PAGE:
Donna Mangruen, MSN, RN, APN, ACNS-BC, CMSRN








Brittani A. Seagren, DNP, APRN-NP, FNP-C, RN-BC







Judith Salazar, BSN, RN, CHPN-BC
2:20 p.m. - 3:00 p.m.Break in the Exhibit Hall/Poster Viewing/Silent Auction
2:30 p.m. - 2:50 p.mProduct Theater provided by Collegium
3:00 p.m. - 3:50 p.m. 
1.0 Contact Hours*
General Session
The Science & Art of Managing Pain throughout the Cancer Experience
Is there a difference in treating cancer pain and non-cancer pain? The presenters will provide an overview of current evidence-based guidelines and practices for identifying, assessing, and managing cancer pain in adults from diagnosis, during survivorship, and at the end of life. Brief case scenarios of common causes of cancer pain will allow participants to discuss cancer pain and non-cancer pain guidelines and develop clinically effective strategies for managing a variety of cancer pain syndromes.
Carol P. Curtiss, MSN, RN-BC;
Ann Marie Harootunian, MS, RN, FNP
3:55 p.m. - 4:45 p.m. 
1.0 Contact Hours*
General Session
Navigating the Waters of Acute Post-operative Pain

This presenter will discuss the ongoing need for thorough patient assessment and strategies for a multimodal postoperative pain management plan of care.  Pharmacological and other modalities will be presented along with perspectives regarding the future direction of acute postoperative pain management. ​

Susan Pendergrass, MSN, MEd, FNP-BC
5:00 p.m. - 5:45 p.m.Committee Meetings
5:45 p.m. - 6:30 p.m.Chapter Meetings​
8:00 p.m. - 11:00 p.m.ASPMN® Party!
​​
​Saturday, September 29, 2018
Time Presentation/Event Presenter(s)
​8:00 a.m. - 8:30 a.m.Continental Breakfast
​8:00 a.m. - 12:30 p.m.Conference Registration
​8:30 a.m. - 9:20 a.m.
1.0 Contact Hours*

General Session
Impact to Patients in Pain through a Career in Pain Management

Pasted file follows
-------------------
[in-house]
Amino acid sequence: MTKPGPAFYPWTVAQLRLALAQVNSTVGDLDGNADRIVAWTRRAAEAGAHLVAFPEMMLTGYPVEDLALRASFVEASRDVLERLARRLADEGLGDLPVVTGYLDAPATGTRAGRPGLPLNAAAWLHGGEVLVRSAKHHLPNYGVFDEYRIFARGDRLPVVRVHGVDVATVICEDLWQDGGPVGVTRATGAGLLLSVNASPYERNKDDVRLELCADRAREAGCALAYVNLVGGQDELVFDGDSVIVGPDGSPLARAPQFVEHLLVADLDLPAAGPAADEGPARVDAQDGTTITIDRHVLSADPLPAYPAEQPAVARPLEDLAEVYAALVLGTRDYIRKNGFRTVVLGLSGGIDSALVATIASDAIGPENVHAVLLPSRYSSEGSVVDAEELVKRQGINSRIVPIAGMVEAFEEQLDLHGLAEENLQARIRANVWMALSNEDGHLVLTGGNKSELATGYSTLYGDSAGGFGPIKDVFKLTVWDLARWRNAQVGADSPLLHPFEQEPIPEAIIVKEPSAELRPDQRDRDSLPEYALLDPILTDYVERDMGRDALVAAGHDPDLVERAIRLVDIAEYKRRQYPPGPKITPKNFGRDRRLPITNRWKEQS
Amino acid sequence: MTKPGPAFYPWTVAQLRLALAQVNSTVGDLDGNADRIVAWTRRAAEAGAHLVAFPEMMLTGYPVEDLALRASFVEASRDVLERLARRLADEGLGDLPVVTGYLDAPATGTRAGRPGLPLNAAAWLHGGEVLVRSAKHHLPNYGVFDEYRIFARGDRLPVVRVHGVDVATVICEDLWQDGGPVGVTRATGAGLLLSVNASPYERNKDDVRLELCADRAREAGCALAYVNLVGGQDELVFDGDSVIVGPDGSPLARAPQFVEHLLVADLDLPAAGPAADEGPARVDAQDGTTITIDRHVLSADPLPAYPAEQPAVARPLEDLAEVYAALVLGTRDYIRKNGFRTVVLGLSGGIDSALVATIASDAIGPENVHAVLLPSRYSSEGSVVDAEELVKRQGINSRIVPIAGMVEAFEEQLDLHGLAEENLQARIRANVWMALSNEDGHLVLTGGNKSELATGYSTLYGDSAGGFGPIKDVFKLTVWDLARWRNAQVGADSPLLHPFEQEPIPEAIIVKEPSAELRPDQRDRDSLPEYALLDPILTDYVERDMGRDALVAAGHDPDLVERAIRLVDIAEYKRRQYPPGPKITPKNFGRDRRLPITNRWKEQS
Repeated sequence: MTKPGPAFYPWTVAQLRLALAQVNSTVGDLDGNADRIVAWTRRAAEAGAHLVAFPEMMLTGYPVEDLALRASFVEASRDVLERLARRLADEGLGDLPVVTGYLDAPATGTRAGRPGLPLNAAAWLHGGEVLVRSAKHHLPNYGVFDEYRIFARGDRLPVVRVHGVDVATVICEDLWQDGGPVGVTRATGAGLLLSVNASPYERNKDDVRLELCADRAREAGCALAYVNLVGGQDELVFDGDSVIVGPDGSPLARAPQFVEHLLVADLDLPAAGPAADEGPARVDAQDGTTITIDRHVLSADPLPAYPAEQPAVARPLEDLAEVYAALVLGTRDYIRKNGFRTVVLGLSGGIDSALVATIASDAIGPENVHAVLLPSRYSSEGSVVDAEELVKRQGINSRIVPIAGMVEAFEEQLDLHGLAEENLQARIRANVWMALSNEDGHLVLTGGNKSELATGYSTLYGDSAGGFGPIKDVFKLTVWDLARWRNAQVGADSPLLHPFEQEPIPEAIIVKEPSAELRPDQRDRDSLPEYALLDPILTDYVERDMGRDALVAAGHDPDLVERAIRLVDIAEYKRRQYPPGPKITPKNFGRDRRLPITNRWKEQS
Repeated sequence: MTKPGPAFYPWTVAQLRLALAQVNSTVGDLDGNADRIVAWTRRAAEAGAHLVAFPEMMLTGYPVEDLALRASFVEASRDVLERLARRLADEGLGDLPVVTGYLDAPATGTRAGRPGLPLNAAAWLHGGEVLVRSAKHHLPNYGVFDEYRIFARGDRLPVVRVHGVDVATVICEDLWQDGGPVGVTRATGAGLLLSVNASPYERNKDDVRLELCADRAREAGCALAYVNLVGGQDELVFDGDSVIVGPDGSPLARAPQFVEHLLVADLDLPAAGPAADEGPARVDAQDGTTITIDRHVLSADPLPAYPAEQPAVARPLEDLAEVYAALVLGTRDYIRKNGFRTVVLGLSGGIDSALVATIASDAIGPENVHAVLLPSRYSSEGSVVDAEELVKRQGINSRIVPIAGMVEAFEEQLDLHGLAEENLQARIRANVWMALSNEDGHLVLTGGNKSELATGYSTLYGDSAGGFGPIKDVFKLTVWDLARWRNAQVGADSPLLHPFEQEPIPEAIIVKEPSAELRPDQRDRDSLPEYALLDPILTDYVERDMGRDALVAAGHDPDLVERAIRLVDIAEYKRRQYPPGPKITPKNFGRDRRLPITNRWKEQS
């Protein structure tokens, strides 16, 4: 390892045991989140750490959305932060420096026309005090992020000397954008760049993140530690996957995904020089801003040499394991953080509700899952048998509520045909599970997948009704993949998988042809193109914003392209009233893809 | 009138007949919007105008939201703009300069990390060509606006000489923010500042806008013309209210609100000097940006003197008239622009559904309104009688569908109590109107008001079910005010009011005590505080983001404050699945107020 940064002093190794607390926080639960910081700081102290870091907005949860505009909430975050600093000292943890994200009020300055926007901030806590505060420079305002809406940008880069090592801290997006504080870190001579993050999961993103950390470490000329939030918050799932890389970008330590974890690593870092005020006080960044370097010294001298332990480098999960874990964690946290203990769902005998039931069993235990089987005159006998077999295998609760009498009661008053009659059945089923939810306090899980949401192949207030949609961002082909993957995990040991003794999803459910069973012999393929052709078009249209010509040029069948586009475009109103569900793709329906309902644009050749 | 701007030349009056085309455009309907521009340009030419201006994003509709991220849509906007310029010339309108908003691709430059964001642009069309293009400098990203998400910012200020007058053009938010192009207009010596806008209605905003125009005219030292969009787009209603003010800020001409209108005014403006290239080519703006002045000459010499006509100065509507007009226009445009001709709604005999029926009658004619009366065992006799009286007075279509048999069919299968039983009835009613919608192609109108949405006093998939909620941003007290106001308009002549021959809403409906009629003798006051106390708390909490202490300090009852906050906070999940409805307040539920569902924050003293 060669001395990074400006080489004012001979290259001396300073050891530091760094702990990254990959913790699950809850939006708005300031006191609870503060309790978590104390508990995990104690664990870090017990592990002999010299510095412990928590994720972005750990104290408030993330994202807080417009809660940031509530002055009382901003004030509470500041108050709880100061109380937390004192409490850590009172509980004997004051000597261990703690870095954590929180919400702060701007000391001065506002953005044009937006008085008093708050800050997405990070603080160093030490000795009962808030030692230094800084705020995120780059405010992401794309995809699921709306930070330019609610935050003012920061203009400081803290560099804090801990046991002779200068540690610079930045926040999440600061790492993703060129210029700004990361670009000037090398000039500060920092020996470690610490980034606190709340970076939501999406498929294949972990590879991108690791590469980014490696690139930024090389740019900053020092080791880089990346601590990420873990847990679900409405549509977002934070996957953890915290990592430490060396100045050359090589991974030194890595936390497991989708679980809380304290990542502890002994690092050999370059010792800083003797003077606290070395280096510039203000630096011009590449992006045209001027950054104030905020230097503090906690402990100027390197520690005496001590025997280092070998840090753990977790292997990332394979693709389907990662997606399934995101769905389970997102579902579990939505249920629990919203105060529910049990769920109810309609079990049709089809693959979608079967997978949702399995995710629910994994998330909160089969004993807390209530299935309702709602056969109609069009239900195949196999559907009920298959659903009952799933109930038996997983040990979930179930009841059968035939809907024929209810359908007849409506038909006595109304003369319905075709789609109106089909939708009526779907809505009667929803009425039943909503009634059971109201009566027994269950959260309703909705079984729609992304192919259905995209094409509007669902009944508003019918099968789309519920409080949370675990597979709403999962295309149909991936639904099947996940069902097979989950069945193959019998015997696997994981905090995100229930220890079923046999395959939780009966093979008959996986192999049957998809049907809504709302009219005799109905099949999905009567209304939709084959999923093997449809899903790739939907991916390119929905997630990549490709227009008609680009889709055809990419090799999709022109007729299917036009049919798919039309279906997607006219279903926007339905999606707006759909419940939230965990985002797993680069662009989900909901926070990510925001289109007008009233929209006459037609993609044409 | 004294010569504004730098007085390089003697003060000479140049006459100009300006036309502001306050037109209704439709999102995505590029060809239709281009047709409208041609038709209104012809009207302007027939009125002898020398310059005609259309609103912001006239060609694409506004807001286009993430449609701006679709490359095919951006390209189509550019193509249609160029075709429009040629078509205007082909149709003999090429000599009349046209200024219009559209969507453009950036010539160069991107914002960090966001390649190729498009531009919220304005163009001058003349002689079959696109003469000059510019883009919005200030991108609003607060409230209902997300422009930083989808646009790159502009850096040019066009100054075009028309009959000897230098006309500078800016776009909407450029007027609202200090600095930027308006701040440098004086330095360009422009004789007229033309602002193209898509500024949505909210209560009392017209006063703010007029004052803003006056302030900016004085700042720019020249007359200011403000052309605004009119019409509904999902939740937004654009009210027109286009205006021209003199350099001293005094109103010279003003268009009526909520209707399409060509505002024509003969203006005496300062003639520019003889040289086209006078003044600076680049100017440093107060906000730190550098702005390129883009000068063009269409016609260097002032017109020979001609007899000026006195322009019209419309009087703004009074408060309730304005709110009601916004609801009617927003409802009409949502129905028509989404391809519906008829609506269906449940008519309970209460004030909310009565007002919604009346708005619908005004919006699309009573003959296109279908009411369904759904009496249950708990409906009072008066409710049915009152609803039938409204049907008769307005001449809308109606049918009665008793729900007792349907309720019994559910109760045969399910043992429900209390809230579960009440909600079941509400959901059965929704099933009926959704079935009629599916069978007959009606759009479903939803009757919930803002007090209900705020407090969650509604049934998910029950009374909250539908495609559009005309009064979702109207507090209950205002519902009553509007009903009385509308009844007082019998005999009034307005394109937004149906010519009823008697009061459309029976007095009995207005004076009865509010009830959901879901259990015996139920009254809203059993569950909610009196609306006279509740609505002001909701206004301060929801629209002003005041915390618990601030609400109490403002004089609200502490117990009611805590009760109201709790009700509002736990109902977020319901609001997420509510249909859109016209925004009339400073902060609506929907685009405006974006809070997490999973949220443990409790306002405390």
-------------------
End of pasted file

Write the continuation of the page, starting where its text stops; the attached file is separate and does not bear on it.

Many people go into nursing to help others; however, as a young student or nurse, you may not even realize how your career in nursing can impact the patients you care for. Nurses have a gift of learning how to provide holistic care to patients using individualized nursing interventions. A career in pain management nursing can be extremely fulfilling when helping those in pain, but, at times, we experience challenges in managing pain for our patients. ASPMN®'s President will share her journey and stories of how her 30 years in nursing have impacted those in pain, both in her professional career and personal life.

Sharon Wrona, DNP, RN-BC, PNP, PMHS, AP-PMN
ASPMN® President

9:30 a.m.  - 10:20 a.m.
1.0 Contact Hours*
Concurrent Session 4

4A Patient & Prescriber Anxiety about Benzodiazepines Combined with Opioids: Alternatives for the Non-Psychiatric Practitioner

This session presents a brief overview of opioid overdose death trends along with the enhanced risk of injury and death when opioids are combined with benzodiazepines. With published guidelines, including the CDC guidelines, cautioning against concurrent use, the pain practitioner is well served to gain understanding of this risk as well as safer alternative medications and interventions for anxiety. This knowledge can guide the pain practitioners prescribing choices as well as inform discussions with other colleagues and prescribers of benzodiazepines to promote a safe and effective team approach to pain and anxiety management.

June Oliver, RN-BC, MSN, CCNS, APN/CNS

4B Chronic Opioid Therapy in Persistent Pain: Patient Selection & Risk Reduction Strategies

The opioid epidemic has created treatment challenges in meeting the needs of patients with persistent chronic non cancer pain. The need for opioid stewardship by the prescribing provider is a prudent practice if opioids are to be available to patients with suboptimal pain relief. This session will address the use of chronic opioid analgesia through patient selection and application of risk reduction strategies. The application of the CDC guidelines in selected case studies will assist the learner in identifying comorbid conditions that increase risk of opioid prescribing.  Identification of exit strategies and opioid tapering guidelines will also be reviewed.

Michelle Lavelle-Henry, RN-C, MSN, APRN, CNP

4C Reducing Unintended Variation in Discharge Opioid Prescribing in a Pediatric Hospital Setting

In 2017, Children’s Hospital Colorado finalized a clinical pathway to reduce unintended variation in opioid prescribing for pediatric patients with acute pain. Subsequently, the team aimed to analyze baseline prescribing data for Orthopedic Surgery inpatients and to design an improvement project to implement the pathway’s recommendations. The improvement project will launch in early 2018 to increase compliance with the clinical pathway’s recommendation to limit discharge prescriptions to a maximum of seven days. At baseline, 51% of Orthopedic Surgery patients were discharged with fewer than seven days of opioids. Outcome data will be available to share at the conference.​